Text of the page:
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Report No. 88

10.16. Class-content distinction.-

According to some of the earlier English cases, the production of a document may be withheld in public interest either on account of its contents or else because it belongs to a class which, on grounds of public policy must, as a class, be withheld from production. The latter ground of production is usually raised when some ground other than the national security is at stake.1

However, the trend in modern times, so far as the privilege claimed on the ground of affairs of State or public interest is concerned, is to apply one uniform test, the governing consideration being the simple (though abstract) one of injury to public interest. Relevant evidence must be excluded if the reception would be contrary to State interests.2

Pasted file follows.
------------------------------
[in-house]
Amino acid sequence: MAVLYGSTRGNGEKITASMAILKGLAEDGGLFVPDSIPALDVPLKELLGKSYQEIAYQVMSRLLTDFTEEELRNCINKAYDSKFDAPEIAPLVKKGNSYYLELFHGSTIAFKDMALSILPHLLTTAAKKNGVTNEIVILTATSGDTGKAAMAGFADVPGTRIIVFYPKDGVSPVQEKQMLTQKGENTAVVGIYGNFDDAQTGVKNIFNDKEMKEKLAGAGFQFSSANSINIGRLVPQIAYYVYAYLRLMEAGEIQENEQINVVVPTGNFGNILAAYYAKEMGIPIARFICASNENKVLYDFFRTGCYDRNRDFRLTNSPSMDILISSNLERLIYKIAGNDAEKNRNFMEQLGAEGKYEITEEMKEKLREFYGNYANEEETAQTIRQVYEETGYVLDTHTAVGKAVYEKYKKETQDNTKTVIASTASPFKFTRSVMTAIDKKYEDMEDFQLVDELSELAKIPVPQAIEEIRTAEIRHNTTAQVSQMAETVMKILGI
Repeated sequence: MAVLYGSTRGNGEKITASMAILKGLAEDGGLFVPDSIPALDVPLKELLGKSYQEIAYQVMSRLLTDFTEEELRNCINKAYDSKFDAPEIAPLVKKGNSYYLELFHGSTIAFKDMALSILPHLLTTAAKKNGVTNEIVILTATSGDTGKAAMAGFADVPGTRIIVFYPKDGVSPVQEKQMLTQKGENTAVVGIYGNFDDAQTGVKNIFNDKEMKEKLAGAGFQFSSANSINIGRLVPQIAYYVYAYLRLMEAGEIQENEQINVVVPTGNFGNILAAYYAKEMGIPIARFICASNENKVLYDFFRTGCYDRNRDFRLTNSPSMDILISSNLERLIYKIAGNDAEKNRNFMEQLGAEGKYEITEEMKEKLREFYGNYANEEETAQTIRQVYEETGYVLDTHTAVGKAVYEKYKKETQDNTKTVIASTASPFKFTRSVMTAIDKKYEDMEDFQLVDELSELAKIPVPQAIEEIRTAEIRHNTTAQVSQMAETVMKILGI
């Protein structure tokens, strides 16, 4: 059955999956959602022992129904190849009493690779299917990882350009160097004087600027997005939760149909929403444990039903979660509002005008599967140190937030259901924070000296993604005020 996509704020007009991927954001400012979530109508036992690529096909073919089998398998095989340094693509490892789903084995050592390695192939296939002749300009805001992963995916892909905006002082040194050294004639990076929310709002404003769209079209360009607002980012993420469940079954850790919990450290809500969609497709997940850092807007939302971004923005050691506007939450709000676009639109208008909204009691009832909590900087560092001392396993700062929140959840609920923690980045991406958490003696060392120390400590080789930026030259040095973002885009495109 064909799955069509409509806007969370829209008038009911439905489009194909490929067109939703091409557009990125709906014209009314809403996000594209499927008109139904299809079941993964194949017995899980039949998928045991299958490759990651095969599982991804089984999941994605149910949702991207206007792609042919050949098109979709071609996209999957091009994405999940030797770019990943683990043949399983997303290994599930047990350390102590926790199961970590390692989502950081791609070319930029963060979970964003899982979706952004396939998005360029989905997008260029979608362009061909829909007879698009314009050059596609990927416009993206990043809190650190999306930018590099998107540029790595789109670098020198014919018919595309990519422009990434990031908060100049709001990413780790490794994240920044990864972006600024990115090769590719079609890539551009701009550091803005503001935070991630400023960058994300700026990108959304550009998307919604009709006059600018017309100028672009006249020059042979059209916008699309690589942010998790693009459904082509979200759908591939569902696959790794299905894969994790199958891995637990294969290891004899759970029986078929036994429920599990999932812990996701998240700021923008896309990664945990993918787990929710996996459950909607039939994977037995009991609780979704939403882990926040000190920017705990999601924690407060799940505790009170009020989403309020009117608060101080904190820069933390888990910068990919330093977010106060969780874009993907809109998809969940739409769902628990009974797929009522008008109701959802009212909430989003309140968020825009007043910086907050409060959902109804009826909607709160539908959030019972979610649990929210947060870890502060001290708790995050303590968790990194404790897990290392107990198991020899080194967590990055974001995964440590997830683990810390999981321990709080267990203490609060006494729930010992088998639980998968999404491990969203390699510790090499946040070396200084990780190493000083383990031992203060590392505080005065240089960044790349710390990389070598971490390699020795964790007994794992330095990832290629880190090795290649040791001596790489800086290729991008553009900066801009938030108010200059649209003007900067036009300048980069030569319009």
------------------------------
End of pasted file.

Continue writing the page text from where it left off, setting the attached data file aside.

1. Cross on Evidence, (1979), p. 307.

2. Cross on Evidence, (1979), p. 306.

Governmental Privilege in Evidence - Sections 123, 124 and 162 of the Indian Evidence Act, 1872 and Articles 74 and 163 of the Constitution Back

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